The Blue Badge Tourist Guides of Yorkshire

PUBLISHED: 00:00 11 May 2015 | UPDATED: 01:38 24 October 2015



Joan Russell Photography

A new group of Blue Badge Guides hope to take tourists off the beaten track into South, East and West Yorkshire

Blue Badge Guide, Laura Rhodes, and trainees, Dudley Parker, Michele Thompson, Colette Walker,  Sarah Milne-Day and David Holt at Abbeydale Industrial Hamlet, SheffieldBlue Badge Guide, Laura Rhodes, and trainees, Dudley Parker, Michele Thompson, Colette Walker, Sarah Milne-Day and David Holt at Abbeydale Industrial Hamlet, Sheffield

A new generation of professional, qualified tourist guides is about to be unleashed on Yorkshire’s attractions. And it is not just the usual suspects they plan to promote.

For as well as the treasures of York, Bronte Country, the Dales, Moors and Yorkshire coast, they have been mugging up on the delights of the former industrial heartlands of South, East and West Yorkshire. The year-long, intensive training programme was set up for the two dozen would-be Blue Badge Guides by tourism training provider Cultural Tourism Training under the auspices of the Institute of Tourist Guiding.

By June it is anticipated that they will plug the gap in time for this summer’s boom, fuelled by Hull’s designation as 2017 UK City of Culture and the impact made by last year’s Tour de France.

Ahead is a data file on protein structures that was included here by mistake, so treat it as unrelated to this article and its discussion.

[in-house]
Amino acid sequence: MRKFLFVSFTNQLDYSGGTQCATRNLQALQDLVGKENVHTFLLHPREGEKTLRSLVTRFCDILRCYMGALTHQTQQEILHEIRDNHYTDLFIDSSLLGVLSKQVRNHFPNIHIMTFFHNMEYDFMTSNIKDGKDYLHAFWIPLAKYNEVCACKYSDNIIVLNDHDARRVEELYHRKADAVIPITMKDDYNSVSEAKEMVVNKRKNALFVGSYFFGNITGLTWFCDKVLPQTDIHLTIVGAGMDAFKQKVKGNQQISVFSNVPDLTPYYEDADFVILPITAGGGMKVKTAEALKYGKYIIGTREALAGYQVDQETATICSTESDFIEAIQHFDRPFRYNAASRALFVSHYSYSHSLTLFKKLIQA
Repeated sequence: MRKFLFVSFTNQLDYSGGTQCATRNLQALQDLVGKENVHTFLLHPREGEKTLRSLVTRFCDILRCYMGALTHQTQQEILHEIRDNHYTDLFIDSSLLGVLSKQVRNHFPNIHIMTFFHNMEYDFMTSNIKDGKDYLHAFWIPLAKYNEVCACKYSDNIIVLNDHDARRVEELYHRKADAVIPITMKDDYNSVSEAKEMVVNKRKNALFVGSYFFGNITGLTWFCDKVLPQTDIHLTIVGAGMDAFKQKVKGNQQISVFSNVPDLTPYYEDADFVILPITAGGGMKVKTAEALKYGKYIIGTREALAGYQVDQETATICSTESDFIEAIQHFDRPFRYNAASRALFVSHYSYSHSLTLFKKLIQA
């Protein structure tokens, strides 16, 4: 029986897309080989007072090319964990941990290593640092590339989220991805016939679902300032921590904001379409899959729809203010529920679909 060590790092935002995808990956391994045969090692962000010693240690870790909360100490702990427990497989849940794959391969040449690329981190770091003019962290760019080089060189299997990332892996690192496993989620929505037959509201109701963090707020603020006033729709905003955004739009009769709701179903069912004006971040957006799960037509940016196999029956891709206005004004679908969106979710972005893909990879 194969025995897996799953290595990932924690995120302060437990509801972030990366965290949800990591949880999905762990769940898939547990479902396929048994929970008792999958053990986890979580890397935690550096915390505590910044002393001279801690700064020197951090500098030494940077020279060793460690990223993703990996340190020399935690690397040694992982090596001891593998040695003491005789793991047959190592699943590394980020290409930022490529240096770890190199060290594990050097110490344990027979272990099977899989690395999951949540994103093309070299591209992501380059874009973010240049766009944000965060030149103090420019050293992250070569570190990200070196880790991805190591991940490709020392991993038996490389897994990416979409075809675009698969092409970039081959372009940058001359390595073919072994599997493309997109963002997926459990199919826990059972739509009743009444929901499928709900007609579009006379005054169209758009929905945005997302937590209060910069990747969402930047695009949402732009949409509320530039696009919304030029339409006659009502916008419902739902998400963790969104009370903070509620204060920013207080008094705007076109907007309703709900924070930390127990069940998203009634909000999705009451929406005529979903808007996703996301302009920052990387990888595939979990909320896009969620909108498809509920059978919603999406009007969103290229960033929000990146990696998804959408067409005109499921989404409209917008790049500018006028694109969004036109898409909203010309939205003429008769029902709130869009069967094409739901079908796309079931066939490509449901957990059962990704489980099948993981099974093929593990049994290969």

Awarded by the Institute of Tourist Guiding, the Blue Badge is recognised across the world as the prime qualification for official guides in Britain. There hasn’t been a course in Yorkshire for at least 20 years, resulting in an ever diminishing number of trained guides.

Blue Badge Guides Nicky Godfrey-Evans (right,foreground) and Laura Rhodes (on the coach) with their group of traineesBlue Badge Guides Nicky Godfrey-Evans (right,foreground) and Laura Rhodes (on the coach) with their group of trainees

Blue Badge Guides offer walking tours, themed tours, visits to museums and galleries, guides for conferences, sightseeing by coach and private vehicle.

The course was directed by Nicky Godfrey-Evans, from Penrith and Tess Pike, from Kirkby Lonsdale, who both sit on the Board of the Institute of Tourist Guiding and between them have decades of experience as guides and trainers.